I’ll admit it. I’ve had a really tough few months. Various bits of my life which seemed secure, all developed a sense of insanity and decided to kick me in the teeth. It was alarming and upsetting. I thought it must all be my fault. My friends were there to prop me up and help me realise that I’ve just had an incredibly unlucky phase. Since I left Audioboo a few weeks back, I’ve started to find myself again. I’m no longer being ignored or undermined and people have told me I’m good at what I do. It’s been so long since I heard someone say that at work and it really knocked my confidence. I worked hard, I made things happen, but it wasn’t the right place for me. There’s a bigger story there, but that’s for another day.
This is just a short, open letter of thanks to the people who have gone out of their way to be there for me. People who really didn’t need to. True friends are there through thick and thin, and my friends have outdone themselves in these last few months, but there are other people too. People I barely know, but have taken the time to get to know me, who’ve helped me believe in myself again. Who’ve seen something of value in me and let me know. Thank you.
I don’t know what I’ve done to deserve such kindness, such time and effort from people (and one of them is currently in space!), but I want them to know how grateful I am. I know that some people just see me doing all the fun amazing things that I like to do, and probably think I don’t have a care in the world. That’s not the case at all. I just know that when there are good times to be had, and adventures to go on, you might as well pull out all the stops so that you can bank those amazing memories for rainy days. I’d rather have great stories and great friends than money anyway.
Sometimes I just feel so humbled that people spare a moment of time for me, that astronauts remember who I am, that I have made friends out of business contacts, and have a network of lovely people around the world (and orbiting it). It’s important never to take these things for granted, and this is me, showing that I don’t.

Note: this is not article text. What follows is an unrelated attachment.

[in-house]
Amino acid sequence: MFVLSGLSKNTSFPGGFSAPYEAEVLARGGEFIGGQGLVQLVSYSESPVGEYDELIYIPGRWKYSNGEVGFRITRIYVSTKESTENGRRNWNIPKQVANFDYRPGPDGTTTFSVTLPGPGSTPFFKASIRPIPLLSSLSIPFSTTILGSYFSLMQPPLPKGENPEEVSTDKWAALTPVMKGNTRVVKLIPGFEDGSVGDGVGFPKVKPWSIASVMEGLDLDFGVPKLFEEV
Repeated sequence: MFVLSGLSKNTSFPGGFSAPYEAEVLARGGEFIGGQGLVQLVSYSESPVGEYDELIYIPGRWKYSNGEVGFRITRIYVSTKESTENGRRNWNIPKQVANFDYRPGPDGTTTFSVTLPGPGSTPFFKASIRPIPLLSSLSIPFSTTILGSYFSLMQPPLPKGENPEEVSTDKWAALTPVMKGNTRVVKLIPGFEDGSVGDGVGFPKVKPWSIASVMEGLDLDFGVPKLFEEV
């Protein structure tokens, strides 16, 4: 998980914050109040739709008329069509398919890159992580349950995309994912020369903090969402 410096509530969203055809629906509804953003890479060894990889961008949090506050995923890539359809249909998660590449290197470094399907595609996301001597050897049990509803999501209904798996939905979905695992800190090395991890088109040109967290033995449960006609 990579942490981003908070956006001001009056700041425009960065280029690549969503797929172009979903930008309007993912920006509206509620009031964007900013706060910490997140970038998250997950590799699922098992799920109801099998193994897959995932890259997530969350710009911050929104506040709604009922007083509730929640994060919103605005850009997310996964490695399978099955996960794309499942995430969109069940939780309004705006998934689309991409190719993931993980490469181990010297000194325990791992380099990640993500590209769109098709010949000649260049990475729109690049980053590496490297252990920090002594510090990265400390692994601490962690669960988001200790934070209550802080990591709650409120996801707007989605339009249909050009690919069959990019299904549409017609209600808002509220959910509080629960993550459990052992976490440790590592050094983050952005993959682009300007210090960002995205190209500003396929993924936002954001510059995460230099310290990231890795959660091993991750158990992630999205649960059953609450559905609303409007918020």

I do my best to bring people along on the adventures I have. I know that not everyone is in the position to travel or take the risks that I do, but it’s nice when people – like my Granny – live vicariously through me. I’ve done my best to ensure that when I’m on space adventures I include new space tweeps in the fun, and I’ve lined up a special surprise for a Japanese lady called Kayoko who came all the way from Japan to attend a TweetUp at CNES in France this week. It was her first trip to Europe, her first tweetup and she came all that way on her own. I wanted to find a way to reward that sort of bravery and adventurous spirit, so all being well, a special treat will arrive with her soon.
A special treat arrived for me today. I’m overwhelmed with the kindness and thought that went into it. I’ve a Lego shuttle staring at me, tempting me away from serious work. I can’t quite explain what I’m feeling right now. A mixture of excitement, gratefulness, overwhelmed-ness and humbleness, maybe even a hint of pride. As I said when NASA administrator Charlie Bolden talked about me, “I guess I must have done something right”.
Thank you to all of you’ve who’ve stuck by me and believed in me. You know who you are and I hope you know what you mean to me.